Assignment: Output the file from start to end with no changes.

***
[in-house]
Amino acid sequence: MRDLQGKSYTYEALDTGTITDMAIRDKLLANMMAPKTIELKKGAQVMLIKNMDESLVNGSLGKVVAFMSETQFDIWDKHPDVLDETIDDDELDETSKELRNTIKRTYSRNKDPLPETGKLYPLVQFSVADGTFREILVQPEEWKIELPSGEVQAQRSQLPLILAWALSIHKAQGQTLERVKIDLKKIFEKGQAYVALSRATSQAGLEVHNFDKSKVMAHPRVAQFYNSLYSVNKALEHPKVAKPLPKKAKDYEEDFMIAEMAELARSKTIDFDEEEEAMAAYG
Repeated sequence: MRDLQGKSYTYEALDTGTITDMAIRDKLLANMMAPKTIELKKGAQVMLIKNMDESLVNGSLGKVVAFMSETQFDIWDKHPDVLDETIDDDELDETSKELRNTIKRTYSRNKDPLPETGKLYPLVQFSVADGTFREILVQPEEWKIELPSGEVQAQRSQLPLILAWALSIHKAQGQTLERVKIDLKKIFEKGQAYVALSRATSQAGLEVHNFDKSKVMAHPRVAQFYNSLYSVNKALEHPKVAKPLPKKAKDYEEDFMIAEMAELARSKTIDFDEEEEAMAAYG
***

[in-house]
Amino acid sequence: MRDLQGKSYTYEALDTGTITDMAIRDKLLANMMAPKTIELKKGAQVMLIKNMDESLVNGSLGKVVAFMSETQFDIWDKHPDVLDETIDDDELDETSKELRNTIKRTYSRNKDPLPETGKLYPLVQFSVADGTFREILVQPEEWKIELPSGEVQAQRSQLPLILAWALSIHKAQGQTLERVKIDLKKIFEKGQAYVALSRATSQAGLEVHNFDKSKVMAHPRVAQFYNSLYSVNKALEHPKVAKPLPKKAKDYEEDFMIAEMAELARSKTIDFDEEEEAMAAYG
Repeated sequence: MRDLQGKSYTYEALDTGTITDMAIRDKLLANMMAPKTIELKKGAQVMLIKNMDESLVNGSLGKVVAFMSETQFDIWDKHPDVLDETIDDDELDETSKELRNTIKRTYSRNKDPLPETGKLYPLVQFSVADGTFREILVQPEEWKIELPSGEVQAQRSQLPLILAWALSIHKAQGQTLERVKIDLKKIFEKGQAYVALSRATSQAGLEVHNFDKSKVMAHPRVAQFYNSLYSVNKALEHPKVAKPLPKKAKDYEEDFMIAEMAELARSKTIDFDEEEEAMAAYG